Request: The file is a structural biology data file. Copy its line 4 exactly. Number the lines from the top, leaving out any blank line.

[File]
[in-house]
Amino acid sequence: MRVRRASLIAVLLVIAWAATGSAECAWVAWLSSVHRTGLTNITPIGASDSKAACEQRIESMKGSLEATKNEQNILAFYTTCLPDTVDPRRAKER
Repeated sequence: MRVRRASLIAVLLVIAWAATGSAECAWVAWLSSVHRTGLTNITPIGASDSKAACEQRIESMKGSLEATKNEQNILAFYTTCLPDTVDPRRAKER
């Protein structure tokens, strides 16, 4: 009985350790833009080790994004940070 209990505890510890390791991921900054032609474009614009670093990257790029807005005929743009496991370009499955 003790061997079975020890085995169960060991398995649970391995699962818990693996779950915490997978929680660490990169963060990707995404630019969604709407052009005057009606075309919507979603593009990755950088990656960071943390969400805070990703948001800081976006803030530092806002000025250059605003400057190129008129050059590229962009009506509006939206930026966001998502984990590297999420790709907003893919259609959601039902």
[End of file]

């Protein structure tokens, strides 16, 4: 009985350790833009080790994004940070 209990505890510890390791991921900054032609474009614009670093990257790029807005005929743009496991370009499955 003790061997079975020890085995169960060991398995649970391995699962818990693996779950915490997978929680660490990169963060990707995404630019969604709407052009005057009606075309919507979603593009990755950088990656960071943390969400805070990703948001800081976006803030530092806002000025250059605003400057190129008129050059590229962009009506509006939206930026966001998502984990590297999420790709907003893919259609959601039902």